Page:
After nearly four years in the making, around 55,000 research publications reviewed, nutrients modelled into food and food groups, independent expert review and several rounds of consultations, the National Health and Medical Research Council (NHMRC) launches its revised Australian Dietary Guidelines today.
What has changed since the 2003 guidelines? Surprisingly little in the way of main conclusions but the evidence base for recommendations has strengthened.
Enjoy a wide variety of foods from the five food groups – plenty of vegetables, fruit, grains (mainly wholemeal), lean meats and other high-protein sources, milk and alternatives and drink plenty of water. Match this with physical activity. Limit intake of foods with saturated fats, added salt and added sugars and drink alcohol in moderation. Support breastfeeding. Prepare and store food safely.
You knew all that, right? Then, why are so many of us overweight?
While NHMRC has being developing the guidelines, there has been media commentary attacking various drafts, even up to last week. This was not unexpected; there are many competing interests in this field. Producing and selling food is a major part of our national economy; television cooking programs rate highly and eating is something we all do every day.
There are many advocates of particular “diets”, especially those that promote weight loss; there are researchers funded by food companies and organisations and movements with their own interests and views; there are strong cultural and even religious views and practices about food; and growers and sellers of food have an understandable interest in the public buying their particular products.
Perhaps too, in a country where the majority of adults are overweight and a quarter are obese, there are complex personal sentiments at work. The foods that are particularly attractive to us are often also the ones we know we shouldn’t eat so much.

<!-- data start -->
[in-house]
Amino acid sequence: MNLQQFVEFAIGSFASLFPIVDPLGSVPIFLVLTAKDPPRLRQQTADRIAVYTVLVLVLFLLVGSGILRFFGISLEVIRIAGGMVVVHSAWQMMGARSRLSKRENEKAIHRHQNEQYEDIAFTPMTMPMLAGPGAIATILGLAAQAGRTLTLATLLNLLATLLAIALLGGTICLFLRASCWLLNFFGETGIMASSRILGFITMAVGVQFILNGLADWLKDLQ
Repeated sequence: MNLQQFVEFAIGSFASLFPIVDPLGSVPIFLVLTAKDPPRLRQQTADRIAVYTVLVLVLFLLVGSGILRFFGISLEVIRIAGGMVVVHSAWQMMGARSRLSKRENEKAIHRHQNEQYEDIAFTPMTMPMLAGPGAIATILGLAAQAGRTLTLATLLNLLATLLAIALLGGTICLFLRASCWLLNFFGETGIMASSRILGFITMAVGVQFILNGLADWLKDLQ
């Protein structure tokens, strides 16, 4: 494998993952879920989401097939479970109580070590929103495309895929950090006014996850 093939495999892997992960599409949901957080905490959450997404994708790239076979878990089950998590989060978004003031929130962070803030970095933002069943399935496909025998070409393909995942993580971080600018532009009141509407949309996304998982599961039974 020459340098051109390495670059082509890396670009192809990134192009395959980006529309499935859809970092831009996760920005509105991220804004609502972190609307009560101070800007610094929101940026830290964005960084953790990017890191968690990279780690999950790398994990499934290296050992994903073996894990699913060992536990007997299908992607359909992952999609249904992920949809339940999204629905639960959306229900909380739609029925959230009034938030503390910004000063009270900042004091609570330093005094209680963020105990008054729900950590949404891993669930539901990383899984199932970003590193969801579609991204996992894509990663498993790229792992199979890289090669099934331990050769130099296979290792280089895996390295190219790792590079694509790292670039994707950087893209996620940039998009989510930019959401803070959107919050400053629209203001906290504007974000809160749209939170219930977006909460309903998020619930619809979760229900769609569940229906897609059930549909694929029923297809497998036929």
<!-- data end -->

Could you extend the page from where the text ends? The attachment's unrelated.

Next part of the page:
Of course, there is room for debate – that’s the stuff of science. But the community needs always to think about the possibility of vested interests influencing the debate about what is healthy and what is not, and of the potential influence of sponsors of nutrition research findings, just as we have become more aware of and vigilant about conflict of interest in pharmaceutical research and clinical trials.
There are many challenges to people adopting the new Australian Dietary Guidelines: awareness of them, personal inclinations and motivation, access to affordable healthy food by some people and communities, the many conflicting messages in the public debates and the power of advertising. Easy-to-use resources to support the guidelines will shortly appear on our website.
Australian farmers provide us with an abundance of healthy foods. Will we chose them and limit eating energy-dense convenience foods?
A quarter of all adult Australians are already obese and around two thirds overweight, so for our own sakes let’s hope so. Unless we do, the health problems and their costs will be a major burden on our future.
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